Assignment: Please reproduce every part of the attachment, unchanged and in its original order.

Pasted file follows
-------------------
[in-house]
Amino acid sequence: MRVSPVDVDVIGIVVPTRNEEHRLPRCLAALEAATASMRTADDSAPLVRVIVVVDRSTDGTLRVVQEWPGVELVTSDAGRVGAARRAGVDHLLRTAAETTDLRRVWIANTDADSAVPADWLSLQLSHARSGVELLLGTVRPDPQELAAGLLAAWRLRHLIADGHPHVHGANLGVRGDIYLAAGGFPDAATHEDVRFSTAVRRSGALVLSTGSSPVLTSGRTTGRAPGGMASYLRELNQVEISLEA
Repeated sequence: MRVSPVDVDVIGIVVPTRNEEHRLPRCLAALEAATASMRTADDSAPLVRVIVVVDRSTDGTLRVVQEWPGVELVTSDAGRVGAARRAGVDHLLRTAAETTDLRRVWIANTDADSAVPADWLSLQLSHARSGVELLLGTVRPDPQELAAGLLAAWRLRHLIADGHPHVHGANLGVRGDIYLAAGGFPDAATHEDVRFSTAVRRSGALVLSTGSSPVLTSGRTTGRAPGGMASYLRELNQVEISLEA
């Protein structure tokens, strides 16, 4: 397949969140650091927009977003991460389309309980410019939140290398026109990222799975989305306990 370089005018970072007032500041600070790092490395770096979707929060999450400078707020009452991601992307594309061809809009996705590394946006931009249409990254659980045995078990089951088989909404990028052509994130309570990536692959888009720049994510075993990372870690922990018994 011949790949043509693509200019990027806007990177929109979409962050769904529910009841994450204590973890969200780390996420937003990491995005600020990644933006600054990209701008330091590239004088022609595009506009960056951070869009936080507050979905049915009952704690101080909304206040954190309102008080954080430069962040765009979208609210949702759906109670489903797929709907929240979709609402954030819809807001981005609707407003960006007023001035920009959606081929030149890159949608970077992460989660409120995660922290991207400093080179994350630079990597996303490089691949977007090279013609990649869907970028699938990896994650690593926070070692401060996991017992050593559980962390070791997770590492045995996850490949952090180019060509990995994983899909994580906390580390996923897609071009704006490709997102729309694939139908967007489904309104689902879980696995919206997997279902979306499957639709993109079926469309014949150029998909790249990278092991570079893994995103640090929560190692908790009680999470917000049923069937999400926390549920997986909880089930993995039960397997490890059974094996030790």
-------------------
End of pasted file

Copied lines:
[in-house]
Amino acid sequence: MRVSPVDVDVIGIVVPTRNEEHRLPRCLAALEAATASMRTADDSAPLVRVIVVVDRSTDGTLRVVQEWPGVELVTSDAGRVGAARRAGVDHLLRTAAETTDLRRVWIANTDADSAVPADWLSLQLSHARSGVELLLGTVRPDPQELAAGLLAAWRLRHLIADGHPHVHGANLGVRGDIYLAAGGFPDAATHEDVRFSTAVRRSGALVLSTGSSPVLTSGRTTGRAPGGMASYLRELNQVEISLEA
Repeated sequence: MRVSPVDVDVIGIVVPTRNEEHRLPRCLAALEAATASMRTADDSAPLVRVIVVVDRSTDGTLRVVQEWPGVELVTSDAGRVGAARRAGVDHLLRTAAETTDLRRVWIANTDADSAVPADWLSLQLSHARSGVELLLGTVRPDPQELAAGLLAAWRLRHLIADGHPHVHGANLGVRGDIYLAAGGFPDAATHEDVRFSTAVRRSGALVLSTGSSPVLTSGRTTGRAPGGMASYLRELNQVEISLEA
């Protein structure tokens, strides 16, 4: 397949969140650091927009977003991460389309309980410019939140290398026109990222799975989305306990 370089005018970072007032500041600070790092490395770096979707929060999450400078707020009452991601992307594309061809809009996705590394946006931009249409990254659980045995078990089951088989909404990028052509994130309570990536692959888009720049994510075993990372870690922990018994 011949790949043509693509200019990027806007990177929109979409962050769904529910009841994450204590973890969200780390996420937003990491995005600020990644933006600054990209701008330091590239004088022609595009506009960056951070869009936080507050979905049915009952704690101080909304206040954190309102008080954080430069962040765009979208609210949702759906109670489903797929709907929240979709609402954030819809807001981005609707407003960006007023001035920009959606081929030149890159949608970077992460989660409120995660922290991207400093080179994350630079990597996303490089691949977007090279013609990649869907970028699938990896994650690593926070070692401060996991017992050593559980962390070791997770590492045995996850490949952090180019060509990995994983899909994580906390580390996923897609071009704006490709997102729309694939139908967007489904309104689902879980696995919206997997279902979306499957639709993109079926469309014949150029998909790249990278092991570079893994995103640090929560190692908790009680999470917000049923069937999400926390549920997986909880089930993995039960397997490890059974094996030790």